Like the word “lockdown,” which quickly became politicized, “curfew” is a curiously vague bit of public-health messaging. There are certainly very good reasons to close bars early — for example, patrons may get lax with protective measures over the course of an evening of drinking, endangering themselves and the workers around them. (Although Adalja thinks people are more likely to mask up and socially distance in bars that require it than they are among friends in someone’s apartment.) In other places, however, effectiveness is not time-based, and certainly not late-night specific — the goal is simply to keep people apart as much as possible — and that’s why a “stay at home” order is far more direct. (Newsom did indeed call it that in California; New York did not.) The phrase, in and of itself, provides clear, easily repeatable directions. Instead of going back to that policy, which worked before, now cities and states are introducing a completely new term, with new sets of rules, and new conditions for compliance. An elected leader threatening to impose a “10 p.m. curfew” does not convey the same urgency as a stay-at-home order; in fact, a curfew almost reinforces the idea that continuing regular activities in public is safe as long as they’re conducted before a certain time. Mostly, all a curfew does is suggest that people run errands or get dinner earlier — when everything is more crowded.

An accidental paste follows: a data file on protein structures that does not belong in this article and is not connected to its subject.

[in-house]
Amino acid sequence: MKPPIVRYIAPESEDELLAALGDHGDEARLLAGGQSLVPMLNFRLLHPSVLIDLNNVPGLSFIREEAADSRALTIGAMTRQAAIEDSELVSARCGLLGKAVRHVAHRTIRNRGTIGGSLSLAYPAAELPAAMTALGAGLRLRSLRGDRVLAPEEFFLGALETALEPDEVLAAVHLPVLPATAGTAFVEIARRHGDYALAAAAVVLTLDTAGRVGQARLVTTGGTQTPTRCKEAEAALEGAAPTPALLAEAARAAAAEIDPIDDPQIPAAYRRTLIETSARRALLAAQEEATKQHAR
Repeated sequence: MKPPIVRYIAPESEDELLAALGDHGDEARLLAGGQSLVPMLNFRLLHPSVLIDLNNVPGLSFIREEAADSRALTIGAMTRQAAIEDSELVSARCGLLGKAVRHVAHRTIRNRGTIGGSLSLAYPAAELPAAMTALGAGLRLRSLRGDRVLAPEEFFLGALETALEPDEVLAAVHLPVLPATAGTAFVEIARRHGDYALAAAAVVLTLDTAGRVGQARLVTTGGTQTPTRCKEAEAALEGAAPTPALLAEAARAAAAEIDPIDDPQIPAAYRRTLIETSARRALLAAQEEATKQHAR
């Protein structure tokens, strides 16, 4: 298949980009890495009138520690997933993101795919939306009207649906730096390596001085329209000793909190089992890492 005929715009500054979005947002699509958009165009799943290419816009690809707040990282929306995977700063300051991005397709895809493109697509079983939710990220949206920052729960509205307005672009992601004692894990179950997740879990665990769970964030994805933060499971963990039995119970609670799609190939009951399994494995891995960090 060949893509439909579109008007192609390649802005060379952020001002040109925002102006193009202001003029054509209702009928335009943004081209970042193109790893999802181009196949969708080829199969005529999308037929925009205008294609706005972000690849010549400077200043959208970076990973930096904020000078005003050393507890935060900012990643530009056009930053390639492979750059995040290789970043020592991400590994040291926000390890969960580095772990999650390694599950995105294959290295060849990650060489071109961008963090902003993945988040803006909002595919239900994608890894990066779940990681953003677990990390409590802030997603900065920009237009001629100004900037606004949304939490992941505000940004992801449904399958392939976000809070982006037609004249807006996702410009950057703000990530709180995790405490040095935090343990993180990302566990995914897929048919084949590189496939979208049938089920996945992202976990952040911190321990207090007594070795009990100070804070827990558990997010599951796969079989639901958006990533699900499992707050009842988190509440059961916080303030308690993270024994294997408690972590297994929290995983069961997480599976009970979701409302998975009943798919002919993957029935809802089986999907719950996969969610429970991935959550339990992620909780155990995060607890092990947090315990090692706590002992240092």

Right now, more Americans are getting sick because they’ve been too casual about communal activities that they should consider unsafe. Even though the number of infected people who are wandering around is much higher, cities aren’t shutting down as tightly as they did in the spring. Pairing a false sense of security with increasing pandemic fatigue is a recipe for disaster. As the holidays have drawn near, publications have gone ahead and published guides to traveling “even though you’re not supposed to” (wink wink). Airlines are still offering deals and discounts. There may even be some lining up at malls next week for Black Friday sales. Dictating a city’s bedtime isn’t enough here. The message needs to be not “go out and go home at 10 p.m.,” it’s “stay in with your own household.” Home for the holidays! Separation until the inauguration!